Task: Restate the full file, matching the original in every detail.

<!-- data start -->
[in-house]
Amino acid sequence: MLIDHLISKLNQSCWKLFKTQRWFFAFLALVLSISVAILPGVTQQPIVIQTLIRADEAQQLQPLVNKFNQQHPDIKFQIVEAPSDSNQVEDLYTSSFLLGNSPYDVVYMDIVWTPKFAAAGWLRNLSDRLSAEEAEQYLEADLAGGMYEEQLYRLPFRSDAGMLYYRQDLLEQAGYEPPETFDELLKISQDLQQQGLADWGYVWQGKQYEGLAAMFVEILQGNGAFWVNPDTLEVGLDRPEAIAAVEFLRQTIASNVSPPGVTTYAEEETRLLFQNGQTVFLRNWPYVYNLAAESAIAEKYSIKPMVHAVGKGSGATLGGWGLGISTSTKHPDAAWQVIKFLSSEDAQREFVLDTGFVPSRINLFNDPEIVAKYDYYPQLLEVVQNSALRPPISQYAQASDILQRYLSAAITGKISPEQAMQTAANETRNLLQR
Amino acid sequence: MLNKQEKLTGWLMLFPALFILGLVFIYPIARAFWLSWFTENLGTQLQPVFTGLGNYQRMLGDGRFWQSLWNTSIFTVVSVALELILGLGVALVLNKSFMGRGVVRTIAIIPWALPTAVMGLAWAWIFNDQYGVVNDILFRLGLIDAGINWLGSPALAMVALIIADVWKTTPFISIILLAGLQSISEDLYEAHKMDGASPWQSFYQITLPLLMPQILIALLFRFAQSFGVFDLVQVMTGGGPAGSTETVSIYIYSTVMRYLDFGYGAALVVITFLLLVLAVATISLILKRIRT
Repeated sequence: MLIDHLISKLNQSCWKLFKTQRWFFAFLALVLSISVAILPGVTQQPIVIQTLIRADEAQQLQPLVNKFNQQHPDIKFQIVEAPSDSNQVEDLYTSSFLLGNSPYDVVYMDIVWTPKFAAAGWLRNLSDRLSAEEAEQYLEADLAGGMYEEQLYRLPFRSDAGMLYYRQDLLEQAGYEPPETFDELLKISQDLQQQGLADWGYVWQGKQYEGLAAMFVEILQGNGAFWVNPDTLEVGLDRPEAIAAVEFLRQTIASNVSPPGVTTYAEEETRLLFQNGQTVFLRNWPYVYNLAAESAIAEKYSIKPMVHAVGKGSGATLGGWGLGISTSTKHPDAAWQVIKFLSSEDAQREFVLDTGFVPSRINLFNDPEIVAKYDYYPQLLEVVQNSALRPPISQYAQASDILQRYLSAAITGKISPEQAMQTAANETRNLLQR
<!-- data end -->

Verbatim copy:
[in-house]
Amino acid sequence: MLIDHLISKLNQSCWKLFKTQRWFFAFLALVLSISVAILPGVTQQPIVIQTLIRADEAQQLQPLVNKFNQQHPDIKFQIVEAPSDSNQVEDLYTSSFLLGNSPYDVVYMDIVWTPKFAAAGWLRNLSDRLSAEEAEQYLEADLAGGMYEEQLYRLPFRSDAGMLYYRQDLLEQAGYEPPETFDELLKISQDLQQQGLADWGYVWQGKQYEGLAAMFVEILQGNGAFWVNPDTLEVGLDRPEAIAAVEFLRQTIASNVSPPGVTTYAEEETRLLFQNGQTVFLRNWPYVYNLAAESAIAEKYSIKPMVHAVGKGSGATLGGWGLGISTSTKHPDAAWQVIKFLSSEDAQREFVLDTGFVPSRINLFNDPEIVAKYDYYPQLLEVVQNSALRPPISQYAQASDILQRYLSAAITGKISPEQAMQTAANETRNLLQR
Amino acid sequence: MLNKQEKLTGWLMLFPALFILGLVFIYPIARAFWLSWFTENLGTQLQPVFTGLGNYQRMLGDGRFWQSLWNTSIFTVVSVALELILGLGVALVLNKSFMGRGVVRTIAIIPWALPTAVMGLAWAWIFNDQYGVVNDILFRLGLIDAGINWLGSPALAMVALIIADVWKTTPFISIILLAGLQSISEDLYEAHKMDGASPWQSFYQITLPLLMPQILIALLFRFAQSFGVFDLVQVMTGGGPAGSTETVSIYIYSTVMRYLDFGYGAALVVITFLLLVLAVATISLILKRIRT
Repeated sequence: MLIDHLISKLNQSCWKLFKTQRWFFAFLALVLSISVAILPGVTQQPIVIQTLIRADEAQQLQPLVNKFNQQHPDIKFQIVEAPSDSNQVEDLYTSSFLLGNSPYDVVYMDIVWTPKFAAAGWLRNLSDRLSAEEAEQYLEADLAGGMYEEQLYRLPFRSDAGMLYYRQDLLEQAGYEPPETFDELLKISQDLQQQGLADWGYVWQGKQYEGLAAMFVEILQGNGAFWVNPDTLEVGLDRPEAIAAVEFLRQTIASNVSPPGVTTYAEEETRLLFQNGQTVFLRNWPYVYNLAAESAIAEKYSIKPMVHAVGKGSGATLGGWGLGISTSTKHPDAAWQVIKFLSSEDAQREFVLDTGFVPSRINLFNDPEIVAKYDYYPQLLEVVQNSALRPPISQYAQASDILQRYLSAAITGKISPEQAMQTAANETRNLLQR